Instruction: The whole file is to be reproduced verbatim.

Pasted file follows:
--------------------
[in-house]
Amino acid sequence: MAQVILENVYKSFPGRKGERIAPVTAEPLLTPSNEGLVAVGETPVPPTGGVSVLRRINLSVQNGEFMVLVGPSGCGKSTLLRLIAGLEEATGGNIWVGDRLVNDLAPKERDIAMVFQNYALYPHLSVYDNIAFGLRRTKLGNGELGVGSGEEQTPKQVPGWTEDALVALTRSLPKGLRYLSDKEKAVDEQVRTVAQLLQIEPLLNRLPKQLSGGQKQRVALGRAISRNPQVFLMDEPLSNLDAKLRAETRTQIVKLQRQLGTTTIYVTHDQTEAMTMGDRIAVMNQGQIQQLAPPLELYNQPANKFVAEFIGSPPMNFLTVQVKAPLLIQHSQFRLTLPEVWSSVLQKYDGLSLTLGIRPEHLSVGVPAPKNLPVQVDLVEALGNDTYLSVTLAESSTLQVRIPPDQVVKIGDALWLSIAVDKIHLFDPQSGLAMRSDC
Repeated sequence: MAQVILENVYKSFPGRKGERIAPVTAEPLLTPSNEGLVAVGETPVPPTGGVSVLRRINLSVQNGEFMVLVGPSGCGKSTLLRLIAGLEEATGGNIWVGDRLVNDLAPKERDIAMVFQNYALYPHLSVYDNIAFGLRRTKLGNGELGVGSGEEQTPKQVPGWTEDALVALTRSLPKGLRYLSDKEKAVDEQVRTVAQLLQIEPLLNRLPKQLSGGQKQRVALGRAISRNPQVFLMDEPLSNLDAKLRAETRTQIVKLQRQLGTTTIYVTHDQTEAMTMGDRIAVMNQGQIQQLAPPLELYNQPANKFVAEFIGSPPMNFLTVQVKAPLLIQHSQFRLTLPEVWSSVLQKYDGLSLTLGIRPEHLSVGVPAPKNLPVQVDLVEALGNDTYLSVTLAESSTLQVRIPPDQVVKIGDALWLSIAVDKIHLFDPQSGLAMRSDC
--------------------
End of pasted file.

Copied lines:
[in-house]
Amino acid sequence: MAQVILENVYKSFPGRKGERIAPVTAEPLLTPSNEGLVAVGETPVPPTGGVSVLRRINLSVQNGEFMVLVGPSGCGKSTLLRLIAGLEEATGGNIWVGDRLVNDLAPKERDIAMVFQNYALYPHLSVYDNIAFGLRRTKLGNGELGVGSGEEQTPKQVPGWTEDALVALTRSLPKGLRYLSDKEKAVDEQVRTVAQLLQIEPLLNRLPKQLSGGQKQRVALGRAISRNPQVFLMDEPLSNLDAKLRAETRTQIVKLQRQLGTTTIYVTHDQTEAMTMGDRIAVMNQGQIQQLAPPLELYNQPANKFVAEFIGSPPMNFLTVQVKAPLLIQHSQFRLTLPEVWSSVLQKYDGLSLTLGIRPEHLSVGVPAPKNLPVQVDLVEALGNDTYLSVTLAESSTLQVRIPPDQVVKIGDALWLSIAVDKIHLFDPQSGLAMRSDC
Repeated sequence: MAQVILENVYKSFPGRKGERIAPVTAEPLLTPSNEGLVAVGETPVPPTGGVSVLRRINLSVQNGEFMVLVGPSGCGKSTLLRLIAGLEEATGGNIWVGDRLVNDLAPKERDIAMVFQNYALYPHLSVYDNIAFGLRRTKLGNGELGVGSGEEQTPKQVPGWTEDALVALTRSLPKGLRYLSDKEKAVDEQVRTVAQLLQIEPLLNRLPKQLSGGQKQRVALGRAISRNPQVFLMDEPLSNLDAKLRAETRTQIVKLQRQLGTTTIYVTHDQTEAMTMGDRIAVMNQGQIQQLAPPLELYNQPANKFVAEFIGSPPMNFLTVQVKAPLLIQHSQFRLTLPEVWSSVLQKYDGLSLTLGIRPEHLSVGVPAPKNLPVQVDLVEALGNDTYLSVTLAESSTLQVRIPPDQVVKIGDALWLSIAVDKIHLFDPQSGLAMRSDC